Monroe v. Indiana Department of Transportation, No. 16-1959 (7th Cir. 2017)Annotate this Case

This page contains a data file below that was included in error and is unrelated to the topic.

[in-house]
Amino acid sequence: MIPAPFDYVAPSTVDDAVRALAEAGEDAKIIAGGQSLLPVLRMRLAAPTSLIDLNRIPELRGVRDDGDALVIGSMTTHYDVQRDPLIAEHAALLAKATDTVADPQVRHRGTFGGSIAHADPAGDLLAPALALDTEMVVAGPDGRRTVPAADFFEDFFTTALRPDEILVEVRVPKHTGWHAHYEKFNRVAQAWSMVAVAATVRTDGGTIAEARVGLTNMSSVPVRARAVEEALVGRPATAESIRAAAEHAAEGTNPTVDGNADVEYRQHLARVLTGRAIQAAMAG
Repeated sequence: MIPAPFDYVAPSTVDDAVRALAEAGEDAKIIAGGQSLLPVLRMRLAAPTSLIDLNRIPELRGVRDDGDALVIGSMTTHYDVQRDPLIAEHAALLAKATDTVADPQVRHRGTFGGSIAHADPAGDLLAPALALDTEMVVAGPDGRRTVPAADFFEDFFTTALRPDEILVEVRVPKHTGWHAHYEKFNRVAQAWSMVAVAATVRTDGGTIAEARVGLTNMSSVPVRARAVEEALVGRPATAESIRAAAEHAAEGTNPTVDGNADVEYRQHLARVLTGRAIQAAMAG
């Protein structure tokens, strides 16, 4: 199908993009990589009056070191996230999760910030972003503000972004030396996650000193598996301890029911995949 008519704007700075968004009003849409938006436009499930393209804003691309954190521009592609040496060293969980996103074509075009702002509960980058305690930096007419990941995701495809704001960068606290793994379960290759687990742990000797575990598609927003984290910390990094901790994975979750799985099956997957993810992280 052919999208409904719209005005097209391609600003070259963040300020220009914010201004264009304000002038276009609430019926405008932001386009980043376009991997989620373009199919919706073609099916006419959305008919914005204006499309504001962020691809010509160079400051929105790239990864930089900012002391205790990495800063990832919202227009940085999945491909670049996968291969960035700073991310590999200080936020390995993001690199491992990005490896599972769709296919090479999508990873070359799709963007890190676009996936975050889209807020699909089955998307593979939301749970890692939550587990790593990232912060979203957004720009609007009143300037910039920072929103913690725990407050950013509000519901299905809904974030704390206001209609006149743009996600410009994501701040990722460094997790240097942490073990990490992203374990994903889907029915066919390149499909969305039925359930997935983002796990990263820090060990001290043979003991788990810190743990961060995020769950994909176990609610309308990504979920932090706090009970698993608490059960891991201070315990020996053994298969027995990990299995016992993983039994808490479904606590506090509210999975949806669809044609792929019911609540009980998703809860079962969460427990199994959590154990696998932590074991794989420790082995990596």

Monroe worked for the Indiana Department of Transportation (INDOT) for more than 21 years. His job involved cleaning up human remains after traffic accidents; he witnessed a co‐worker die after a work‐related accident. He had served in combat in the Gulf War, and, in 2012 Monroe’s sister, who lived with him, died of cancer. Monroe also worked a second job In December 2012, Monroe told his supervisor, George, that he was stressed, burned out, could not sleep, and wanted to be transferred to the day shift. After two requests, he was told that no position was available. In 2013, after Monroe’s subordinates complained to George about Monroe, Monroe disclosed that recently he had been diagnosed with Post Traumatic Stress Disorder. Although Monroe had received performance reviews indicating that he “exceeded expectations” as late as January 2013, INDOT discharged Monroe for creating a hostile and intimidating work environment. Monroe alleged that he was terminated “on the basis of” his mental disability in violation of the Americans With Disabilities Act and Section 504 of the Rehabilitation Act. The Seventh Circuit affirmed summary judgment in favor of the defendants, finding no genuine issue of material fact that INDOT’s proffered reason for discharging him was pretextual or that INDOT treated similarly situated non‐disabled employees more favorably.